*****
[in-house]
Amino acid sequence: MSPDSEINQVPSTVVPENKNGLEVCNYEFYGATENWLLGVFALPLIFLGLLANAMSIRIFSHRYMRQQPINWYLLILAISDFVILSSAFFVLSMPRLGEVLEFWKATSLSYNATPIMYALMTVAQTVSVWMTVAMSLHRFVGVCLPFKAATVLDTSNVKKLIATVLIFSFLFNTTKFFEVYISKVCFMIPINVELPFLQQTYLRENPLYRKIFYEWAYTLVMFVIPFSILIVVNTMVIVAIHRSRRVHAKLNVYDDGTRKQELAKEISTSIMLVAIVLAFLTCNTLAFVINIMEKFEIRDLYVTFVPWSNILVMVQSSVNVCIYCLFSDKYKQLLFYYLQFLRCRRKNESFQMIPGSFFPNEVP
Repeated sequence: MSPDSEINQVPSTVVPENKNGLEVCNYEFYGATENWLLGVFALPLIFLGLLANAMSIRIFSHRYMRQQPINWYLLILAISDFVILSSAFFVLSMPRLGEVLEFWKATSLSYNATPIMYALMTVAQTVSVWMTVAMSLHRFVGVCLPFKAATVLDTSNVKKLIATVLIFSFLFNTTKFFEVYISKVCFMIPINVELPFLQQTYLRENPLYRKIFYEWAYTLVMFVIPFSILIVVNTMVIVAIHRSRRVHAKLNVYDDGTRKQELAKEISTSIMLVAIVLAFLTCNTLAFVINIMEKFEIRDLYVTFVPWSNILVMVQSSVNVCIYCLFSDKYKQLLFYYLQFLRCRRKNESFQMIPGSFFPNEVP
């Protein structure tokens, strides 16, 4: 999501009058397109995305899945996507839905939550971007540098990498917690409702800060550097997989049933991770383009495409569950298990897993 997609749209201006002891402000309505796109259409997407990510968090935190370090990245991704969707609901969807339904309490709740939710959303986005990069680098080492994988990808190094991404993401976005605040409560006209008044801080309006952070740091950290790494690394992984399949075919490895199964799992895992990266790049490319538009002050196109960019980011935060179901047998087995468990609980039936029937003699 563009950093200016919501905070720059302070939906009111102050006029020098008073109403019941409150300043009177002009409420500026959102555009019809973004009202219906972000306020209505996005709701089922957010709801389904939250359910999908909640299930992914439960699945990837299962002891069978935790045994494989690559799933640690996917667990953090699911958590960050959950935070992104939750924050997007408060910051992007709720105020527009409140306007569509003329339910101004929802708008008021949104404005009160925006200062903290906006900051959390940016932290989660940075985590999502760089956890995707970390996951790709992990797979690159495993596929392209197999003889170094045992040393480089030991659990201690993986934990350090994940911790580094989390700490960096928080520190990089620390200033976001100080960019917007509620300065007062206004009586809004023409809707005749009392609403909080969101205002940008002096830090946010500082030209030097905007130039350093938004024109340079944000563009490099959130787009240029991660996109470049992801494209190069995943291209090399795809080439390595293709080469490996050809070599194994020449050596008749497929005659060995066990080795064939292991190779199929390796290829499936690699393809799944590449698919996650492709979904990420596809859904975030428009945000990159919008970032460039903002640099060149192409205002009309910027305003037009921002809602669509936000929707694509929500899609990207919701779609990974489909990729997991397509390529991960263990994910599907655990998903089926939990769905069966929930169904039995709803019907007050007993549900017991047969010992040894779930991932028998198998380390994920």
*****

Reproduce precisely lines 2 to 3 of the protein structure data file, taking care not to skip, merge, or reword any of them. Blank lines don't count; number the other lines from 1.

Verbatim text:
Amino acid sequence: MSPDSEINQVPSTVVPENKNGLEVCNYEFYGATENWLLGVFALPLIFLGLLANAMSIRIFSHRYMRQQPINWYLLILAISDFVILSSAFFVLSMPRLGEVLEFWKATSLSYNATPIMYALMTVAQTVSVWMTVAMSLHRFVGVCLPFKAATVLDTSNVKKLIATVLIFSFLFNTTKFFEVYISKVCFMIPINVELPFLQQTYLRENPLYRKIFYEWAYTLVMFVIPFSILIVVNTMVIVAIHRSRRVHAKLNVYDDGTRKQELAKEISTSIMLVAIVLAFLTCNTLAFVINIMEKFEIRDLYVTFVPWSNILVMVQSSVNVCIYCLFSDKYKQLLFYYLQFLRCRRKNESFQMIPGSFFPNEVP
Repeated sequence: MSPDSEINQVPSTVVPENKNGLEVCNYEFYGATENWLLGVFALPLIFLGLLANAMSIRIFSHRYMRQQPINWYLLILAISDFVILSSAFFVLSMPRLGEVLEFWKATSLSYNATPIMYALMTVAQTVSVWMTVAMSLHRFVGVCLPFKAATVLDTSNVKKLIATVLIFSFLFNTTKFFEVYISKVCFMIPINVELPFLQQTYLRENPLYRKIFYEWAYTLVMFVIPFSILIVVNTMVIVAIHRSRRVHAKLNVYDDGTRKQELAKEISTSIMLVAIVLAFLTCNTLAFVINIMEKFEIRDLYVTFVPWSNILVMVQSSVNVCIYCLFSDKYKQLLFYYLQFLRCRRKNESFQMIPGSFFPNEVP